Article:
“The Hobbit: The Battle of the Five Armies” brings to an epic conclusion the adventure of Bilbo Baggins (Martin Freeman), Thorin Oakenshield (Richard Armitage) and the Company of Dwarves. The Dwarves of Erebor have reclaimed the vast wealth of their homeland, but now must face the consequences of having unleashed the terrifying Dragon, Smaug, upon the defenseless men, women and children of Lake-town.
As he succumbs to dragon-sickness, the King Under the Mountain, Thorin Oakenshield, sacrifices friendship and honor in search for the legendary Arkenstone. Unable to help Thorin see reason, Bilbo is driven to make a desperate and dangerous choice, not knowing that even greater perils lie ahead. An ancient enemy has returned to Middle-earth. Sauron, the Dark Lord, has sent forth legions of Orcs in a stealth attack upon the Lonely Mountain.
As darkness converges on their escalating conflict, the races of Dwarves, Elves and Men must decide – unite or be destroyed. Bilbo finds himself fighting for his life and the lives of his friends as five great armies go to war.
The final chapter in the massive and needlessly overlong adaptation of J.R.R. Tolkien's prequel to the battle for Middle-earth saga, 'The Hobbit: The Battle of the Five Armies,' arrives more with a whimper than as the exciting conclusion to the grandiose adventure it originally set out to be. Or better yet, once the dust and smoke settle from the nearly hour-long battle to reclaim the Lonely Mountain, audiences are likely to exhale a sigh of relief than applaud with satisfied enthusiasm. It's not so much that the movie is bad — though it's not great or quite as good as the previous two — as there is a general sense and feel of liberation, that it's finally over after three years and three films imagined from one book. That may sound more negative than positive, but that's only because this final installment seems content to exist right at the cusp between a shoulder-shrugging meh and an adequately mediocre accomplishment.
Walking into it largely from an obligation to see the entire Middle-earth series come to a full, complete circle, Peter Jackson's film is neither a total disappointment nor is it the overwhelmingly gratifying conclusion initially imagined. Not sure if it's from a feeling of exhaustion, after spending so much time in this epic fantasy world, or because the previous two entries were honestly tepid starters leading up to this, raising expectations higher than could be achieved. Even the battle sequences, as stunning and magnificent as they are to witness on the big screen, digital characters, monsters and landscapes that look spectacularly lifelike thanks to the talented folks at Weta Digital and the skillful direction of Jackson, fail to truly captivate and immerse the viewer. In spite of the wild imagination and thrilling visuals on display, the clash between the dwarves, elves, humans and eagles against a terrifying horde of goblins and orcs doesn't quite measure up to the encounters seen in 'The Lord of the Rings' trilogy.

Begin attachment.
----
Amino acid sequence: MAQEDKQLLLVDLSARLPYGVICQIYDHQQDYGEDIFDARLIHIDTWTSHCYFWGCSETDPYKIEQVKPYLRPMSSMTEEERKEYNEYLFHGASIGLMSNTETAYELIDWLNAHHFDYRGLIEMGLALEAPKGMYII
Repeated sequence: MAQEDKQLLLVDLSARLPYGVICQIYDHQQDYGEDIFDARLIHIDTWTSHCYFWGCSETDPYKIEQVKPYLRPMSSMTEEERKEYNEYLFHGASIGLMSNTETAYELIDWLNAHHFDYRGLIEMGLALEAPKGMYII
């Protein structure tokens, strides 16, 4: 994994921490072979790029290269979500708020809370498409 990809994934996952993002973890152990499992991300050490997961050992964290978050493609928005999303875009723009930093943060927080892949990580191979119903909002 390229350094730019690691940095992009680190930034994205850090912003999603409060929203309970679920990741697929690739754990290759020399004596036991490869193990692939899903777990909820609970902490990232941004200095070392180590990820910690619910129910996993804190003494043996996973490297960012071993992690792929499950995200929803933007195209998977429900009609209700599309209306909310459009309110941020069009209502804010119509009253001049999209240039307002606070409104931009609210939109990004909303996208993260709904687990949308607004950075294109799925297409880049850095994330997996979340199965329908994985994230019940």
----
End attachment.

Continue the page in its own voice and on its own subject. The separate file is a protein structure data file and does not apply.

Part of the problem can be a sudden loss of interest with the many characters involved and several key moments feeling rushed while others linger for longer than necessary. Then there's also an unexpected desire to have the whole affair simply come to a close as personalities clash over who has a rightful claim to the share of the gold Smaug guarded. Of course, some will be quick to point out that Thorin (Richard Armitage) is largely to blame since his gold lust and obsession for the Arkenstone blinds him from peaceful negotiations for promises made to the Bard (Luke Evans) and the people of Laketown. Elvenking Thranduil (Lee Pace) also desires certain necklace of white gems, creating an alliance with the humans to invade the mountain if necessary. With Smaug now dead, Azog and his Orc army want the mountain for its strategic position as a stronghold, and if dwarves die in the process, all the better in his eyes. There're lots going on and none is of major interest, except perhaps the fight between Thorin and Azog, which I admit was quite satisfying.